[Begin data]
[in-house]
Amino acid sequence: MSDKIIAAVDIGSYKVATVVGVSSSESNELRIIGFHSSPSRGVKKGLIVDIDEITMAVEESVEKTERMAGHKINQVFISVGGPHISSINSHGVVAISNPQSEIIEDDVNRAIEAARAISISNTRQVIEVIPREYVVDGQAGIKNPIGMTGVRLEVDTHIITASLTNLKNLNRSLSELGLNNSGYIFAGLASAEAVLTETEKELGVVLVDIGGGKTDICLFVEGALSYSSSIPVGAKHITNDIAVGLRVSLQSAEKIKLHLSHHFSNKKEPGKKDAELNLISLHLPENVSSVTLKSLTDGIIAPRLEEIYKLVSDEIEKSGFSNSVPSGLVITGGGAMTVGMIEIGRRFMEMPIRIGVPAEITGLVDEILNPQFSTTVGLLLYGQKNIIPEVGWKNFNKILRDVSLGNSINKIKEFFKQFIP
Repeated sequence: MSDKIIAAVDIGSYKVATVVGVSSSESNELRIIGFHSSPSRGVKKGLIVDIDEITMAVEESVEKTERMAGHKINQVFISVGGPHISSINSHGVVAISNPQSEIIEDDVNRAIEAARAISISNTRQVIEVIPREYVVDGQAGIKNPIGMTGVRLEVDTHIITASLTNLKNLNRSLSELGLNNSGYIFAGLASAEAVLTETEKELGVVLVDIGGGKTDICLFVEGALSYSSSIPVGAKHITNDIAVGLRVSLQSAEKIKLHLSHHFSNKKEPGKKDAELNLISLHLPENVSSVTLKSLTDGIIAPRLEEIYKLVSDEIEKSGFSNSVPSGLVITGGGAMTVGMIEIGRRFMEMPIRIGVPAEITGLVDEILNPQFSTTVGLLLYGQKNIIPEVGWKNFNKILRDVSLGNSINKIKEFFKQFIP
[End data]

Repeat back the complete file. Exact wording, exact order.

[in-house]
Amino acid sequence: MSDKIIAAVDIGSYKVATVVGVSSSESNELRIIGFHSSPSRGVKKGLIVDIDEITMAVEESVEKTERMAGHKINQVFISVGGPHISSINSHGVVAISNPQSEIIEDDVNRAIEAARAISISNTRQVIEVIPREYVVDGQAGIKNPIGMTGVRLEVDTHIITASLTNLKNLNRSLSELGLNNSGYIFAGLASAEAVLTETEKELGVVLVDIGGGKTDICLFVEGALSYSSSIPVGAKHITNDIAVGLRVSLQSAEKIKLHLSHHFSNKKEPGKKDAELNLISLHLPENVSSVTLKSLTDGIIAPRLEEIYKLVSDEIEKSGFSNSVPSGLVITGGGAMTVGMIEIGRRFMEMPIRIGVPAEITGLVDEILNPQFSTTVGLLLYGQKNIIPEVGWKNFNKILRDVSLGNSINKIKEFFKQFIP
Repeated sequence: MSDKIIAAVDIGSYKVATVVGVSSSESNELRIIGFHSSPSRGVKKGLIVDIDEITMAVEESVEKTERMAGHKINQVFISVGGPHISSINSHGVVAISNPQSEIIEDDVNRAIEAARAISISNTRQVIEVIPREYVVDGQAGIKNPIGMTGVRLEVDTHIITASLTNLKNLNRSLSELGLNNSGYIFAGLASAEAVLTETEKELGVVLVDIGGGKTDICLFVEGALSYSSSIPVGAKHITNDIAVGLRVSLQSAEKIKLHLSHHFSNKKEPGKKDAELNLISLHLPENVSSVTLKSLTDGIIAPRLEEIYKLVSDEIEKSGFSNSVPSGLVITGGGAMTVGMIEIGRRFMEMPIRIGVPAEITGLVDEILNPQFSTTVGLLLYGQKNIIPEVGWKNFNKILRDVSLGNSINKIKEFFKQFIP